[Crossref] [PubMed]

Dionne, J. A.

H. J. Lezec, J. A. Dionne, and H. A. Atwater, “Negative refraction at visible frequencies,” Science 316(5823), 430–432 (2007).
[Crossref] [PubMed]

Dolling, G.

G. Dolling, C. Enkrich, M. Wegener, C. M. Soukoulis, and S. Linden, “Simultaneous negative phase and group velocity of light in a metamaterial,” Science 312(5775), 892–894 (2006).
[Crossref] [PubMed]

Dutton, Z.

C. Liu, Z. Dutton, C. H. Behroozi, and L. V. Hau, “Observation of coherent optical information storage in an atomic medium using halted light pulses,” Nature 409(6819), 490–493 (2001).
[Crossref] [PubMed]

Enkrich, C.

G. Dolling, C. Enkrich, M. Wegener, C. M. Soukoulis, and S. Linden, “Simultaneous negative phase and group velocity of light in a metamaterial,” Science 312(5775), 892–894 (2006).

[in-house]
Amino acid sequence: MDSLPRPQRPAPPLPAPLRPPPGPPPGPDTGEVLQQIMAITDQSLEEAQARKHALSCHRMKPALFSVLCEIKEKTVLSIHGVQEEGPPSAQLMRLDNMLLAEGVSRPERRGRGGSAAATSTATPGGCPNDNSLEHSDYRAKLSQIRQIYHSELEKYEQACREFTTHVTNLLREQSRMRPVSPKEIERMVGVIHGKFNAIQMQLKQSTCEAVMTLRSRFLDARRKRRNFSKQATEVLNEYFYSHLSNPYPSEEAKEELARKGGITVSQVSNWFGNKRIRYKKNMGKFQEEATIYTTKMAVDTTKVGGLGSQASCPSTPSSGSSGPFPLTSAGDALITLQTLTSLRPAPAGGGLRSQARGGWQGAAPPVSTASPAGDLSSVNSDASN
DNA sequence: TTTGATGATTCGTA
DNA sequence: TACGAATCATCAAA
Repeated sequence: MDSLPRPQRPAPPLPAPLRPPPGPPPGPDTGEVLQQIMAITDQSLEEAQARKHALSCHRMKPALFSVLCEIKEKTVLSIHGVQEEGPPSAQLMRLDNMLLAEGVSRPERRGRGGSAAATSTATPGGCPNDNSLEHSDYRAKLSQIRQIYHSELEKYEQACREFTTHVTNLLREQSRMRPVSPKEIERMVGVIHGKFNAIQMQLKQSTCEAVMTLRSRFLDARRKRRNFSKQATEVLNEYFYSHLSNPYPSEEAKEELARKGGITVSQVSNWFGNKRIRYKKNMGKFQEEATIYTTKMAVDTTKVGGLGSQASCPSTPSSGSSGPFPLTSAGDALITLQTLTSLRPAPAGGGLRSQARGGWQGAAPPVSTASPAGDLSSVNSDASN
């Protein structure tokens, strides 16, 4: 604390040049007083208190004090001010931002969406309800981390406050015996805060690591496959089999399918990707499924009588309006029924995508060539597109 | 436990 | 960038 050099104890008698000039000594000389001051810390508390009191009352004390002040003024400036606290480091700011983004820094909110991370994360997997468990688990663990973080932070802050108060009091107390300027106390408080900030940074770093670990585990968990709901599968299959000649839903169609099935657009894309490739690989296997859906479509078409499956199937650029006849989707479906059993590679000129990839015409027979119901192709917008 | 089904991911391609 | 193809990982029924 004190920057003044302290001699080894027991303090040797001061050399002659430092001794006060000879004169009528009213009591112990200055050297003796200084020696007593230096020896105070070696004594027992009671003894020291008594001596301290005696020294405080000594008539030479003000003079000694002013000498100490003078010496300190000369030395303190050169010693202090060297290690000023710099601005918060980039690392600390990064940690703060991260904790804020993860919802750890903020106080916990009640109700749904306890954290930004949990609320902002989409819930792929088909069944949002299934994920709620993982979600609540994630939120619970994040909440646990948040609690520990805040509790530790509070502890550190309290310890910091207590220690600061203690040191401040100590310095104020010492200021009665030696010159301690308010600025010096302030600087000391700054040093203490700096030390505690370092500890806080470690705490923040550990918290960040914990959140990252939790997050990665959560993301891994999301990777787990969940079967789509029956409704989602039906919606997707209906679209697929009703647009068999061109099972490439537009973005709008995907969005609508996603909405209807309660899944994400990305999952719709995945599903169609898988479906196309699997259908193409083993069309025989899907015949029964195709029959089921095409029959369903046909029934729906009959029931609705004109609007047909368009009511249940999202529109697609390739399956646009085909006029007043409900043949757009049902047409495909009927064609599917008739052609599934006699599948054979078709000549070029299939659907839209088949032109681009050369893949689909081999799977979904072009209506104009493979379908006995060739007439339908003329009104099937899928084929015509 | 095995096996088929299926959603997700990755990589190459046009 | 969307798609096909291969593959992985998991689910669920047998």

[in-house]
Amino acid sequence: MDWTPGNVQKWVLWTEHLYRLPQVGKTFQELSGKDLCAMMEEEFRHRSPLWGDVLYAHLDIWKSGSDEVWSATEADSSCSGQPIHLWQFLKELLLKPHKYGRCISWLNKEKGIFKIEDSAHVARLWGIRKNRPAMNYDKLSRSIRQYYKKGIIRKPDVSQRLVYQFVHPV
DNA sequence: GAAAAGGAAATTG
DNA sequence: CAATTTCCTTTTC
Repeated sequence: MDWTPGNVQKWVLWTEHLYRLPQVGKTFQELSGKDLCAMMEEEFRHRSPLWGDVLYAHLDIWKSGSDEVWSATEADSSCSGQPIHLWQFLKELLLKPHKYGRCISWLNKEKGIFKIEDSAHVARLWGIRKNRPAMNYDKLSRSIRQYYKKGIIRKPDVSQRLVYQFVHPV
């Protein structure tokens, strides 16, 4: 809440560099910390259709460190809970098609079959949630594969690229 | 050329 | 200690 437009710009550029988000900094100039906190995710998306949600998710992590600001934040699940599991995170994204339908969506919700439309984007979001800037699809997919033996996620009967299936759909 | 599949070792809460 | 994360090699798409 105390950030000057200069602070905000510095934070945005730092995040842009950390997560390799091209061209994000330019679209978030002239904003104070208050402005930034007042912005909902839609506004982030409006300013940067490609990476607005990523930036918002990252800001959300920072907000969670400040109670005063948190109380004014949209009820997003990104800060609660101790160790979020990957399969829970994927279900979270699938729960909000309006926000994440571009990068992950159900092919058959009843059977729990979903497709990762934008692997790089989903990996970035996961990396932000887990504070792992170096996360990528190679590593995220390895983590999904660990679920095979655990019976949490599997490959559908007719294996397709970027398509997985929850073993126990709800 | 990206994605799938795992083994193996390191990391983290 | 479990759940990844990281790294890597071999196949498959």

[Crossref] [PubMed]

Fan, S.

H. Shin and S. Fan, “All-angle negative refraction for surface plasmon waves using a metal-dielectric-metal structure,” Phys. Rev. Lett. 96(7), 073907 (2006).
[Crossref] [PubMed]

Feigenbaum, E.

E. Feigenbaum, N. Kaminski, and M. Orenstein, “Negative dispersion: a backward wave or fast light? Nanoplasmonic examples,” Opt. Express 17(21), 18934–18939 (2009).
[Crossref]

E. Feigenbaum and M. Orenstein, “Ultrasmall volume plasmons, yet with complete retardation effects,” Phys. Rev. Lett. 101(16), 163902 (2008).
[Crossref] [PubMed]

E. Feigenbaum and M. Orenstein, “Modeling of Complementary (Void) Plasmon Waveguiding,” JLT 25, 2547–2562 (2007).

Govyadinov, A. A.

A. A. Govyadinov and V. A. Podolskiy, “Gain-assisted slow to superluminal group velocity manipulation in nanowaveguides,” Phys. Rev. Lett. 97(22), 223902 (2006).
[Crossref] [PubMed]

Hau, L. V.